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Currencies differ from other assets because they are traded in pairs. When you trade shares or gold, you buy or sell with money. With forex, you trade one currency against another currency: you buy one currency and sell the other. Therefore you are trading two currencies, or a currency pair, simultaneously.
Currency pairs are made up of the first currency – the base currency – and the second currency – the term (or counter/quote) currency.
The first two letters in the code represent the country, and the third letter identifies the currency, such as the code CAD = Canadian Dollar.
Forex prices are known as rates, and they express the value of one currency in terms of the other.
For example, a price or rate in euro-chf could be quoted as:
EUR/CHF = 1.08867
The first currency in the currency pair is the base currency (in this example, the euro), and the second currency is the quote currency (in this example, the chf).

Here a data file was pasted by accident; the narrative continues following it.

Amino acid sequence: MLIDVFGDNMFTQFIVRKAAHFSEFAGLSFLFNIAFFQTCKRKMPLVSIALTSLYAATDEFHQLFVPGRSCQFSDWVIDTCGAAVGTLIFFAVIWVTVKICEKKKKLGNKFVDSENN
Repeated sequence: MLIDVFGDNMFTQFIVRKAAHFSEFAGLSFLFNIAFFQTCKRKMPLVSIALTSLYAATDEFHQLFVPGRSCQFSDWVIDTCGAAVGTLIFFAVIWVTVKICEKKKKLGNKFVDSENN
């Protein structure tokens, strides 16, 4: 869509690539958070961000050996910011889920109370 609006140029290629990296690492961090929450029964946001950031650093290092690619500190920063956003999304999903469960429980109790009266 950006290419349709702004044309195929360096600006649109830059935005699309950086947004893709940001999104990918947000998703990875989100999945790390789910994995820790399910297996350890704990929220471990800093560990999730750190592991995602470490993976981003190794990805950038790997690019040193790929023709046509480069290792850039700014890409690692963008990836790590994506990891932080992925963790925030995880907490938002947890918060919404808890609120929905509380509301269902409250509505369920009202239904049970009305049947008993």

On our MetaTrader platforms, currency pairs are displayed on MT4 and MT5 as EURCHF
Looking at this currency rate above, we can see that 1 unit of the base currency (1 euro) is equal to 1.08867 chf, which means to buy 1 euro, you will have to pay 1.08867 chf.
If you are selling, the FX rate specifies how many units of the quote currency you get in exchange for one unit of the base currency. In the example above, the rate tells us that you will receive 1.08867 chf when you sell 1 euro.